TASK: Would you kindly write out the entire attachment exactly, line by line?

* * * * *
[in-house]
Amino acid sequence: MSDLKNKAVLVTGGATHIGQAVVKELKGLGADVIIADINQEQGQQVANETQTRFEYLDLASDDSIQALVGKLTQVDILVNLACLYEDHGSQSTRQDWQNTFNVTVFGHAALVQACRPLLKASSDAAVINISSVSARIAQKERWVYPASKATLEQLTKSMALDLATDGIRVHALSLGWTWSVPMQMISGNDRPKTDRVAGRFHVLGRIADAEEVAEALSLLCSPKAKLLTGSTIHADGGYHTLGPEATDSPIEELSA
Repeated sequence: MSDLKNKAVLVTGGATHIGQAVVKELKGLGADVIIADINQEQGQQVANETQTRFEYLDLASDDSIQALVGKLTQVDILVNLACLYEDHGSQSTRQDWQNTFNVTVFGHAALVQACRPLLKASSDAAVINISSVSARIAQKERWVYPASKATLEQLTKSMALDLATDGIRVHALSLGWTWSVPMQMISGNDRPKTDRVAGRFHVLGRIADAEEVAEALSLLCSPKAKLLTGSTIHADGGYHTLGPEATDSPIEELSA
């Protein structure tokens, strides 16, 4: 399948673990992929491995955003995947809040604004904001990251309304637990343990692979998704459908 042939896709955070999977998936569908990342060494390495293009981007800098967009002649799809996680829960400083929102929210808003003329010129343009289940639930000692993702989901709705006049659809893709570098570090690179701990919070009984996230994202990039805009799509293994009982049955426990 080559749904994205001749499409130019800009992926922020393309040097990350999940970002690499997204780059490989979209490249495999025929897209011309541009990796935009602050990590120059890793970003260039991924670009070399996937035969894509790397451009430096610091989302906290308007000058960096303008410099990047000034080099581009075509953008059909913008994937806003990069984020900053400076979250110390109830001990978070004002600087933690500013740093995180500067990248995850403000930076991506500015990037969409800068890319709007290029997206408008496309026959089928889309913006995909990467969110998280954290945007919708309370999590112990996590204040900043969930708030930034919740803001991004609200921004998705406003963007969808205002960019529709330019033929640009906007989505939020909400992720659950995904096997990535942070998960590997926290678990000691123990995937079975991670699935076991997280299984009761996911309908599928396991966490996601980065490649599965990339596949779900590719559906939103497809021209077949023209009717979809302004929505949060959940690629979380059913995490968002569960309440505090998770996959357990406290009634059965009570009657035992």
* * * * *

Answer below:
[in-house]
Amino acid sequence: MSDLKNKAVLVTGGATHIGQAVVKELKGLGADVIIADINQEQGQQVANETQTRFEYLDLASDDSIQALVGKLTQVDILVNLACLYEDHGSQSTRQDWQNTFNVTVFGHAALVQACRPLLKASSDAAVINISSVSARIAQKERWVYPASKATLEQLTKSMALDLATDGIRVHALSLGWTWSVPMQMISGNDRPKTDRVAGRFHVLGRIADAEEVAEALSLLCSPKAKLLTGSTIHADGGYHTLGPEATDSPIEELSA
Repeated sequence: MSDLKNKAVLVTGGATHIGQAVVKELKGLGADVIIADINQEQGQQVANETQTRFEYLDLASDDSIQALVGKLTQVDILVNLACLYEDHGSQSTRQDWQNTFNVTVFGHAALVQACRPLLKASSDAAVINISSVSARIAQKERWVYPASKATLEQLTKSMALDLATDGIRVHALSLGWTWSVPMQMISGNDRPKTDRVAGRFHVLGRIADAEEVAEALSLLCSPKAKLLTGSTIHADGGYHTLGPEATDSPIEELSA
């Protein structure tokens, strides 16, 4: 399948673990992929491995955003995947809040604004904001990251309304637990343990692979998704459908 042939896709955070999977998936569908990342060494390495293009981007800098967009002649799809996680829960400083929102929210808003003329010129343009289940639930000692993702989901709705006049659809893709570098570090690179701990919070009984996230994202990039805009799509293994009982049955426990 080559749904994205001749499409130019800009992926922020393309040097990350999940970002690499997204780059490989979209490249495999025929897209011309541009990796935009602050990590120059890793970003260039991924670009070399996937035969894509790397451009430096610091989302906290308007000058960096303008410099990047000034080099581009075509953008059909913008994937806003990069984020900053400076979250110390109830001990978070004002600087933690500013740093995180500067990248995850403000930076991506500015990037969409800068890319709007290029997206408008496309026959089928889309913006995909990467969110998280954290945007919708309370999590112990996590204040900043969930708030930034919740803001991004609200921004998705406003963007969808205002960019529709330019033929640009906007989505939020909400992720659950995904096997990535942070998960590997926290678990000691123990995937079975991670699935076991997280299984009761996911309908599928396991966490996601980065490649599965990339596949779900590719559906939103497809021209077949023209009717979809302004929505949060959940690629979380059913995490968002569960309440505090998770996959357990406290009634059965009570009657035992």